• Cognitive restructuring - Challenging worrisome thinking patterns and shifting to more balanced, realistic thoughts.
  • Exposure therapy - Gradually and systematically facing feared situations to overcome avoidance and anxiety.
  • Worry exposure - Intentionally worrying for a set time to become more comfortable with uncertainty.
  • Relaxation training - Learning controlled breathing, meditation, imagery, and muscle relaxation to calm the body and mind.
  • Mindfulness - Practicing present moment focus and acceptance to short-circuit worry and rumination.

Medications may also be prescribed in adjunct to therapy, especially SSRIs or other antidepressants that can help regulate brain chemistry contributing to chronic anxiety. Lifestyle changes like regular exercise, sufficient sleep, reduced alcohol intake and a healthy diet can also support recovery.

For worrying thoughts that significantly hinder normal functioning, seeking guidance from a psychologist, psychiatrist or counselor is advised. With professional support and consistent practice of coping skills, individuals struggling with excessive worrying can find relief.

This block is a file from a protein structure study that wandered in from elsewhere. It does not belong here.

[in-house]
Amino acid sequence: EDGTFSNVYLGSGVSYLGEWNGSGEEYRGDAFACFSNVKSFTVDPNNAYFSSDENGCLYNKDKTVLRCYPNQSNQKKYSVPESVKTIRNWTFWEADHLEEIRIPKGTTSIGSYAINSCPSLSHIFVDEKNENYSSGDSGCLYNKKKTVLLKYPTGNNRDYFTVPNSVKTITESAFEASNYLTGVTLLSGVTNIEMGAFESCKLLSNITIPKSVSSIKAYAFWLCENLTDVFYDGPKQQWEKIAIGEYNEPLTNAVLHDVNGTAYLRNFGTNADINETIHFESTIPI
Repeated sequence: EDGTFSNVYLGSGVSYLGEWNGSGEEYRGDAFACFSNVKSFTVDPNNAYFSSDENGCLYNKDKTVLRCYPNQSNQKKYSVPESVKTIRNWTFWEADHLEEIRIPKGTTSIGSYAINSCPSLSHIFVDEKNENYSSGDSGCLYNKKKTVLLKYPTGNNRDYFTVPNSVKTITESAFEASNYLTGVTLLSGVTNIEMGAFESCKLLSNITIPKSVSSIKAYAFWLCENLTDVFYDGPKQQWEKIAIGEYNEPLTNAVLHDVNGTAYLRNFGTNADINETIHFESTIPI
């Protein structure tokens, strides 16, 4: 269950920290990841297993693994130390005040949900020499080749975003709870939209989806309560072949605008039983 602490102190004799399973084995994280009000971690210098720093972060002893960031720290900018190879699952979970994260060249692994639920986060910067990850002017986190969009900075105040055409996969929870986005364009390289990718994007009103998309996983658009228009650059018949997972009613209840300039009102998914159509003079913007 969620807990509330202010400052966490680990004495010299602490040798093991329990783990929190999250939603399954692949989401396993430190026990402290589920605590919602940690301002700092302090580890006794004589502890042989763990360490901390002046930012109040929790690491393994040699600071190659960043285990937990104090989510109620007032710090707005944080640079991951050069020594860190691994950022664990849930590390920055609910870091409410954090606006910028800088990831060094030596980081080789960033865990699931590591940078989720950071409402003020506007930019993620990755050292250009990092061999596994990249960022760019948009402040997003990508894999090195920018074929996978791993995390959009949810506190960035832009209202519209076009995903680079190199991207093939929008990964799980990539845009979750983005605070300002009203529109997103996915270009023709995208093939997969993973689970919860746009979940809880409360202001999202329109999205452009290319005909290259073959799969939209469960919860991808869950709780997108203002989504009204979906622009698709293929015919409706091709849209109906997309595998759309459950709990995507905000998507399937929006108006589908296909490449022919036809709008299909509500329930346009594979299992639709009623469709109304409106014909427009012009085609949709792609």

Healthy Coping Strategies for Worrying Thoughts

Along with professional treatment, there are many beneficial coping techniques that can help manage worrying thoughts before they spiral out of control:

  • Thought-stopping - Visualize a stop sign and consciously say "stop" when worries arise. Refocus on present.
  • Positive self-talk - Counter anxious thoughts with encouraging statements like "This is survivable" or "I can handle this."